Properly documenting patient’s medical records has always been important, but never more than now, given today's health care landscape where the government ties reimbursement to the quality of the medical record.
"Medical reimbursement is reflective of what you document, not what you do," says David Thompson, MD CHC FACEP, chief medical information officer, SCP. "I can take care of a patient with a wrist fracture, pneumonia, or a myocardial infarction, but if there is no documentation, there is no reimbursement."
For that reason and more, Dr. Thompson encourages providers to "think with your ink" and put good documentation practices into place.
Four Reasons to Document Properly
Dr. Thompson cites four reasons why it’s vital to properly document patients’ medical records.
1. Communicates with other health care personnel
Documentation communicates the quality of clinical care that providers are delivering to patients and serves as a means to facilitate the continuum of care, from EM to HM and beyond.
2. Reduces risk management exposure
Documentation mitigates risks and reduces the chance of malpractice. A well-documented record can help alleviate liability concerns in the event of a claim.
3. Records CMS Hospital Quality Indicators and PQRS Measures
Documentation captures value-based purchasing metrics that, increasingly, the government is asking hospitals to provide. These include Hospital Quality Indicators and PQRS measures.
4. Ensures appropriate reimbursement
A well-documented medical record can facilitate effective revenue cycle processes, expedite payment, reduce any “hassles” associated with claims processing, and ensure appropriate reimbursement.
"Ninety-five percent of ensuring appropriate reimbursement is just good documentation practices that every one of our doctors knows," Dr. Thompson says. "The other five percent consists of learning the rules provided by the federal government and other organizations that we need to know from a documentation compliance standpoint, so that we are reimbursed correctly."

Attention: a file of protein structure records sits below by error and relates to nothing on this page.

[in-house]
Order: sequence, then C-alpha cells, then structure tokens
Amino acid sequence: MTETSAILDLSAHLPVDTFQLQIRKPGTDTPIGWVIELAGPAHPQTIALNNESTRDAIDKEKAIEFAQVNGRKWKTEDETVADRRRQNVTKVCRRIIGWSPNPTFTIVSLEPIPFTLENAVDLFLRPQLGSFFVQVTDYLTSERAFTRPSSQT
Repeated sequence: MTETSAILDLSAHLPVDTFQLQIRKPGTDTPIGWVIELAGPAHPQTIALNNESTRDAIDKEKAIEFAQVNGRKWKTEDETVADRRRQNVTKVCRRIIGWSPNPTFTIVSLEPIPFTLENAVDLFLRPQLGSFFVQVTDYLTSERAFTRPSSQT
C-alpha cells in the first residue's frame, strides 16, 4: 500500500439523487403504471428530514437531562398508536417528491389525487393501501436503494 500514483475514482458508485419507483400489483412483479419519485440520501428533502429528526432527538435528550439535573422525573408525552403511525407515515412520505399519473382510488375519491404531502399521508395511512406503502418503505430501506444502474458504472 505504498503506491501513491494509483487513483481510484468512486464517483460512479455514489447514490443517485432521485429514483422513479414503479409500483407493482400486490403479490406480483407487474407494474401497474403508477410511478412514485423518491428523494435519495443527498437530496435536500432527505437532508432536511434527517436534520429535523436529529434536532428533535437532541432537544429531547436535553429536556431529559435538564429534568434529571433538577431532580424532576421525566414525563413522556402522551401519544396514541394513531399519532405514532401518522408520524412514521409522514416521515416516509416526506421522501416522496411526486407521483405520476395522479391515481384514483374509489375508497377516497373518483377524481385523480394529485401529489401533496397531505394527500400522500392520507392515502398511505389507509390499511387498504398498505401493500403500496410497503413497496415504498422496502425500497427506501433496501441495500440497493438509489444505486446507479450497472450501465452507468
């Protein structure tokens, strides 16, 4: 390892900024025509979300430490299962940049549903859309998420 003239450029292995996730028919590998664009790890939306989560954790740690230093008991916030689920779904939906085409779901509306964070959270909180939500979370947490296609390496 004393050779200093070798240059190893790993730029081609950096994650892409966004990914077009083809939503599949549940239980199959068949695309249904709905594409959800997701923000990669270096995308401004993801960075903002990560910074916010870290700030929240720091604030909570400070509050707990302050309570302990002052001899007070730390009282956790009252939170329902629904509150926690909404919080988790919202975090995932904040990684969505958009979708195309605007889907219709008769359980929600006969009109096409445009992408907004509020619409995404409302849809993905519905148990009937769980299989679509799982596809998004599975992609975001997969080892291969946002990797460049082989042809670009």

In addition to these four, other reasons why proper medical record documentation is important include:
- It tells the patient's "story": the presenting problem and the treatment received;
- Helps to plan and evaluate a patient’s treatment;
- Creates a permanent record for the patient’s future care;
- Builds a database to evaluate the effectiveness of treatment that may be useful for research and education.
Documentation FAQ Weekly Emails
As of August, Dr. Thompson began sending weekly FAQ emails on clinical documentation improvement to all SCP HM and EM providers.
Here is one example:
Emergency Medicine Documentation Tips & FAQs:
Question: What does "Four on the Floor" mean?
For car buffs, the phrase "four on the floor" means a four-speed manual transmission mounted beside the driver on the floor of the vehicle. More recently, it has become a term for a type of rhythm pattern used in disco and electronic music.
However, for Emergency Medicine, this phrase is a reminder that four (4) elements in the history of present illness (HPI) are required to get full coding credit for your evaluation and management services for complex patients. This describes most patients requiring admission or transfer and other patients requiring a high level of medical decision-making.
The possible elements that you can document in your HPI are:
- Modifying factors; and
- Associated signs and symptoms.
(This list comes from Medicare’s 1995 and 1997 documentation guidelines.)
“The goal behind the email campaign is to provide clear, concise, easy to digest information for providers to consume," he says. "Good clinical documentation is part of the core responsibility of every doctor. It's my hope these emails will help foster a culture of excellence and mindfulness that leads to even better patient care.”
Clear and concise medical record documentation is critical to providing patients with quality care, ensuring accurate and timely payment for the services furnished, mitigating malpractice risks, and helping healthcare providers evaluate and plan the patient’s treatment and maintain the continuum of care.
Take Dr. Thompson’s advice and “think with your ink.” Make your clinical documentation complete, accurate, and precise.